<div> <div class="copy"> <p>For the first time in my life, to my horror, I noticed I had developed a spare tyre, so I put myself on a diet to get rid of it.</p> <p>It was a very simple diet: eat less. I lost 7 kg in three weeks and I looked trim. Bouncing triumphantly off the scales one morning, I decided to check my body mass index (BMI).</p> <p>To my great surprise, with a BMI of 24.1, I was at the high end of ‘normal’, <a rel="noopener" href="http://www.health.gov.au/internet/healthyactive/publishing.nsf/Content/healthy-weight" target="_blank">defined as between 18.5 and 24.9</a>. The charts told me I could lose another <span style="font-family: inherit;">20 kg and still be normal, but that would leave me skin and bones.</span></p> <p>It naturally got me wondering: how scientific is the body mass index (BMI)?</p> <p>It may be a <a rel="noopener" href="https://academic.oup.com/ndt/article/23/1/47/1923176" target="_blank">188-year-old staple of health statistics</a>, but modern health professionals have documented many flaws.</p> <p>For starters, the BMI doesn’t distinguish whether body weight comes from fat or muscle, so Michelin Man and the Terminator might have the same BMI despite their very obvious differences in fat and muscle distribution.</p> <p>Neither does it factor in other key health criteria such as age, gender or body type. For instance, people who deposit fat around their waists are at a higher risk of disease than people who deposit it on their hips and thighs.</p> <p>My concern, however, is that the BMI ignores elementary physics.</p> <p>The problem traces back to Lambert Adolphe Jacques Quetelet, the Belgian statistician who invented the BMI in 1830.</p> <p>Quetelet failed to consider the mathematics of scaling. He defined the body mass index as weight divided by height squared.</p> <p>Note, however, that weight is proportional to volume, which is proportional to height cubed. The upshot of this is that, all other things being equal, BMI varies directly with height, which it clearly should not. (See formula below.)</p> <p>Perhaps the fault goes back to Jonathan Swift’s <a rel="noopener" href="https://www.gutenberg.org/files/17157/17157-h/17157-h.htm" target="_blank">wildly popular 1726 tale of </a><a rel="noopener" href="https://www.gutenberg.org/files/17157/17157-h/17157-h.htm" target="_blank">Gulliver’s Travels</a>. Swift’s giant Brobdingnagians and tiny Lilliputians could not actually exist.</p> <p>For example, consider a giant twice as tall as myself but with exactly my shape and looks.</p> <p>If the giant was standing on a beach with no other objects in sight, a far-off observer could not tell that he was not me.</p> <p>Because his mass would be proportional to my height cubed, my double-height doppelganger would weigh eight times more than me.</p> <p>However, the cross-sectional area of his legs would be proportional to my height squared, so they would be only four times stronger.</p> <p>Those poor bones! They would be over-stressed by carrying eight times the weight.</p> <p>My giant double would collapse under his own weight. Now create a version of me half my height. He would weigh one-eighth of what I weigh, but his leg bones and muscles would be twice as strong as they needed to be.</p> <p>Nature understands this, which is why elephants look like elephants and ants like ants.</p> <p>The BMI formula does not share this insight. It can make tall people appear overweight when they are not.</p> <p>Compared with a 152 cm (five foot) individual with a ‘normal’ BMI of 22, an identically proportioned 183 cm (six foot) person would have a BMI of 26.5 – overweight.</p> <p>Based on BMI ranges, most Australians are too plump: 28% are classified as obese, 35% overweight, 35% normal and a mere 2% underweight.</p> <p>No doubt this skewing towards being overweight reflects a genuine health problem. But it might be affected by the increase in the average height of the population since 1830.</p> <p>Fortunately for Quetelet, there were few Terminators back then to question his BMI.</p> <p>And fortunately for Jonathan Swift his satire was not questioned by an incurable engineer who would have pointed out that the Brobdingnagian giants, at 12 times the height of Gulliver, would have weighed more than 100 tonnes, with a BMI in the hundreds.</p> <p>I don’t suggest changing the way the BMI is calculated, despite its flaws, because we would not want to throw out the past 188 years of BMI records (noting that in most cases the raw data – height and weight – will not have been kept).</p> <p>Instead, we could adjust the standard <span style="font-family: inherit;">BMI numerical ranges for underweight, normal weight, overweight and obese based on height, and perhaps even gender and body shape.</span></p> <p>Then your quite trim incurable engineer could relax instead of dieting himself to skin and bones.</p> <em>Image credit: Shutterstock                        <!-- Start of tracking content syndication. Please do not remove this section as it allows us to keep track of republished articles --> <img id="cosmos-post-tracker" style="opacity: 0; height: 1px!important; width: 1px!important; border: 0!important; position: absolute!important; z-index: -1!important;" src="https://syndication.cosmosmagazine.com/?id=21579&amp;title=Body+mass+index+miscalculation" alt="" width="1" height="1" /> <!-- End of tracking content syndication -->          </em></div> <div id="contributors"> <p><em>This article was originally published on <a rel="noopener" href="https://cosmosmagazine.com/health/body-and-mind/body-mass-index-miscalculation/" target="_blank">cosmosmagazine.com</a> and was written by Alan Finkel.</em></p> </div> </div>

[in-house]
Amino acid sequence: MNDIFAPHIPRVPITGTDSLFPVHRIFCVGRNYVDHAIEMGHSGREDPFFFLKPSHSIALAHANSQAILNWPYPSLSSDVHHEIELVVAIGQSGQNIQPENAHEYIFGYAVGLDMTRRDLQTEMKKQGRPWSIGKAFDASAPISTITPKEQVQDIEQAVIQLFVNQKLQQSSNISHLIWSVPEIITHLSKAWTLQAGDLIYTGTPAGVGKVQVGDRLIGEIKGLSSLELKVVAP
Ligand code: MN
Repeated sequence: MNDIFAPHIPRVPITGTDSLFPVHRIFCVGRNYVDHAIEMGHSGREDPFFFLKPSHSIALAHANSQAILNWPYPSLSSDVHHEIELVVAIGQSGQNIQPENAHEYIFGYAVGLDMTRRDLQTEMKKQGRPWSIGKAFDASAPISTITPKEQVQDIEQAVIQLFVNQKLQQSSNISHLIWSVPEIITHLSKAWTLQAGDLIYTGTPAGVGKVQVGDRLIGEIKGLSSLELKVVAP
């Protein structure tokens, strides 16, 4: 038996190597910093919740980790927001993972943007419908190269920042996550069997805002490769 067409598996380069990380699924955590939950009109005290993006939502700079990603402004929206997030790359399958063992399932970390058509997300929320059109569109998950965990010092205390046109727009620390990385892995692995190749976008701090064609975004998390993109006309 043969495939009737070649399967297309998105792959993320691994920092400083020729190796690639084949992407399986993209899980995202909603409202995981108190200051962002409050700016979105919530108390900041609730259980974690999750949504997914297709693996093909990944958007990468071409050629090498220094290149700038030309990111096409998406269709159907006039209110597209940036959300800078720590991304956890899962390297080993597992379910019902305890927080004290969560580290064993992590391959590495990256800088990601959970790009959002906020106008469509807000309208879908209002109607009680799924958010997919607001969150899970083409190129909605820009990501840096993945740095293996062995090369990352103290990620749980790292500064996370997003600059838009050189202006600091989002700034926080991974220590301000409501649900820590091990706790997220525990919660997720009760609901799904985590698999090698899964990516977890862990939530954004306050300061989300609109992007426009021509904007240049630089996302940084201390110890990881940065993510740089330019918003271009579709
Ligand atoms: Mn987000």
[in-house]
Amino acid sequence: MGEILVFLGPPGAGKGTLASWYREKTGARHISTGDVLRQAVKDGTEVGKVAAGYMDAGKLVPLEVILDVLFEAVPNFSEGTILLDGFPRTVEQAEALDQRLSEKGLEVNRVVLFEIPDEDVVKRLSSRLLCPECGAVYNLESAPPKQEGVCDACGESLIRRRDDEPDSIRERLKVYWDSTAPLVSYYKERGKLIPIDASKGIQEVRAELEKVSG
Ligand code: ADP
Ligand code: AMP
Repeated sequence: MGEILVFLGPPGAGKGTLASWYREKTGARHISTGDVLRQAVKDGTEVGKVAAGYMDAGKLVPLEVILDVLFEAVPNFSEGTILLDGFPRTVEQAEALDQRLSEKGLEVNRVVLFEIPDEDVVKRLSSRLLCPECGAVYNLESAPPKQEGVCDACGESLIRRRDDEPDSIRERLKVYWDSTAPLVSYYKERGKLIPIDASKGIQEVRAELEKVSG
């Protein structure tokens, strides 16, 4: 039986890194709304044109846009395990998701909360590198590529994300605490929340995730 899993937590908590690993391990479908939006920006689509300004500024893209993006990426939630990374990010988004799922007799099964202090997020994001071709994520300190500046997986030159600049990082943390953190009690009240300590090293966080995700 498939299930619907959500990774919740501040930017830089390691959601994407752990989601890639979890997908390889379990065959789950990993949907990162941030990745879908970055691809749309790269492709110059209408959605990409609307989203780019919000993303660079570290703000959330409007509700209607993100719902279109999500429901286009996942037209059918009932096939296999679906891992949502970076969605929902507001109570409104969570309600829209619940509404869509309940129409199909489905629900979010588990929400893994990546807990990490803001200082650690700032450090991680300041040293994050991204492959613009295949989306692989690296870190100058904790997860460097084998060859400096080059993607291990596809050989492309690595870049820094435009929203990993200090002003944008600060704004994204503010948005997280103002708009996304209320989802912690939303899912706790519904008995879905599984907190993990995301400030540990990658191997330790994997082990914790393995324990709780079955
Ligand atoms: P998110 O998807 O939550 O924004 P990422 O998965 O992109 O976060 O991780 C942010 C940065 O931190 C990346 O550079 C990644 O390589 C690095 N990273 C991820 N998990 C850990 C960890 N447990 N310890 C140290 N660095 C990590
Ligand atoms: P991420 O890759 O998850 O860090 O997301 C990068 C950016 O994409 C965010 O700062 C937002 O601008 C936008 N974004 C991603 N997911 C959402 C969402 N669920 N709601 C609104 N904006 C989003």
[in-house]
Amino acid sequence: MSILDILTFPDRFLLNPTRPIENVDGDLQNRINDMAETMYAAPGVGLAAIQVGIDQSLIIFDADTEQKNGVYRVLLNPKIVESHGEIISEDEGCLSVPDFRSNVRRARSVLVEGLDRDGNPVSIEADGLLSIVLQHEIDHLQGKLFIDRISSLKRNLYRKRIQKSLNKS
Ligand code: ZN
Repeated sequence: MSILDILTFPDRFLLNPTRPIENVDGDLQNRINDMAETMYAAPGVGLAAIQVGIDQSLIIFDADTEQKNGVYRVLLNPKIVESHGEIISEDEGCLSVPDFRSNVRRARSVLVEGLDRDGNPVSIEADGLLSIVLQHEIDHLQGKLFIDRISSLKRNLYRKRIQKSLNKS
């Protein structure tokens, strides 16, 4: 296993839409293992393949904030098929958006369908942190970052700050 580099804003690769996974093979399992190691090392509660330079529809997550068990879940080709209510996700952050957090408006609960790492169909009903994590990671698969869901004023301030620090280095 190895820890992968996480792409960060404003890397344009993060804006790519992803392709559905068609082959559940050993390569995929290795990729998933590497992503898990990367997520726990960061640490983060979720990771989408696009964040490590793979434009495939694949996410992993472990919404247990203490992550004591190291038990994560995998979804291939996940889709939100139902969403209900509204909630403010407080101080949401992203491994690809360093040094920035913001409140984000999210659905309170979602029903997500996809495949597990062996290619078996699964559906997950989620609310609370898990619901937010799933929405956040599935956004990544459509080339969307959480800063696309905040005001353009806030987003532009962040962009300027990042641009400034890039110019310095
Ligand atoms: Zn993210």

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We need to talk about women and concussion